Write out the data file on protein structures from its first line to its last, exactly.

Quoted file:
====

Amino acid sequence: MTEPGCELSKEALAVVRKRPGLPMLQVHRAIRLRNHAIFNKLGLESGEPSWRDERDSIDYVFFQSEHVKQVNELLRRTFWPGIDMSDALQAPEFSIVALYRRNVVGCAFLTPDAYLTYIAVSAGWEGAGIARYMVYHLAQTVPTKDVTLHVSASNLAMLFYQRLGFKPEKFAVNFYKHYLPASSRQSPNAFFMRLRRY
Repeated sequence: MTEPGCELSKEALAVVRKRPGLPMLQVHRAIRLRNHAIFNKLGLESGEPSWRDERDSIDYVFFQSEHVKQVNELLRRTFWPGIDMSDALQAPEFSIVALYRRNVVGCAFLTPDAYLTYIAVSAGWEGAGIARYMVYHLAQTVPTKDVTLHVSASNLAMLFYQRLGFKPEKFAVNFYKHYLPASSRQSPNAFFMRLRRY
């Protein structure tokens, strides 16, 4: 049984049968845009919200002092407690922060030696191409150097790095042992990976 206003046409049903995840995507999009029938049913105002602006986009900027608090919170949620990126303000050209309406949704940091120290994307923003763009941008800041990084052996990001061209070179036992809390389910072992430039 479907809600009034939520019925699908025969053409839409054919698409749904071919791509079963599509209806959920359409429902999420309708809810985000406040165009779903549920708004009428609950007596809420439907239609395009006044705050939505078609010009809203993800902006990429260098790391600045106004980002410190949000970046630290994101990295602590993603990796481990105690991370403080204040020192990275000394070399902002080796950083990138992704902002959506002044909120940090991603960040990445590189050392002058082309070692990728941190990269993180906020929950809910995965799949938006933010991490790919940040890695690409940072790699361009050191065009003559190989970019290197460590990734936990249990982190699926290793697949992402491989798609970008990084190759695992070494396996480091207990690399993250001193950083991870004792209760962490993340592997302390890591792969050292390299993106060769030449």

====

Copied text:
Amino acid sequence: MTEPGCELSKEALAVVRKRPGLPMLQVHRAIRLRNHAIFNKLGLESGEPSWRDERDSIDYVFFQSEHVKQVNELLRRTFWPGIDMSDALQAPEFSIVALYRRNVVGCAFLTPDAYLTYIAVSAGWEGAGIARYMVYHLAQTVPTKDVTLHVSASNLAMLFYQRLGFKPEKFAVNFYKHYLPASSRQSPNAFFMRLRRY
Repeated sequence: MTEPGCELSKEALAVVRKRPGLPMLQVHRAIRLRNHAIFNKLGLESGEPSWRDERDSIDYVFFQSEHVKQVNELLRRTFWPGIDMSDALQAPEFSIVALYRRNVVGCAFLTPDAYLTYIAVSAGWEGAGIARYMVYHLAQTVPTKDVTLHVSASNLAMLFYQRLGFKPEKFAVNFYKHYLPASSRQSPNAFFMRLRRY
């Protein structure tokens, strides 16, 4: 049984049968845009919200002092407690922060030696191409150097790095042992990976 206003046409049903995840995507999009029938049913105002602006986009900027608090919170949620990126303000050209309406949704940091120290994307923003763009941008800041990084052996990001061209070179036992809390389910072992430039 479907809600009034939520019925699908025969053409839409054919698409749904071919791509079963599509209806959920359409429902999420309708809810985000406040165009779903549920708004009428609950007596809420439907239609395009006044705050939505078609010009809203993800902006990429260098790391600045106004980002410190949000970046630290994101990295602590993603990796481990105690991370403080204040020192990275000394070399902002080796950083990138992704902002959506002044909120940090991603960040990445590189050392002058082309070692990728941190990269993180906020929950809910995965799949938006933010991490790919940040890695690409940072790699361009050191065009003559190989970019290197460590990734936990249990982190699926290793697949992402491989798609970008990084190759695992070494396996480091207990690399993250001193950083991870004792209760962490993340592997302390890591792969050292390299993106060769030449």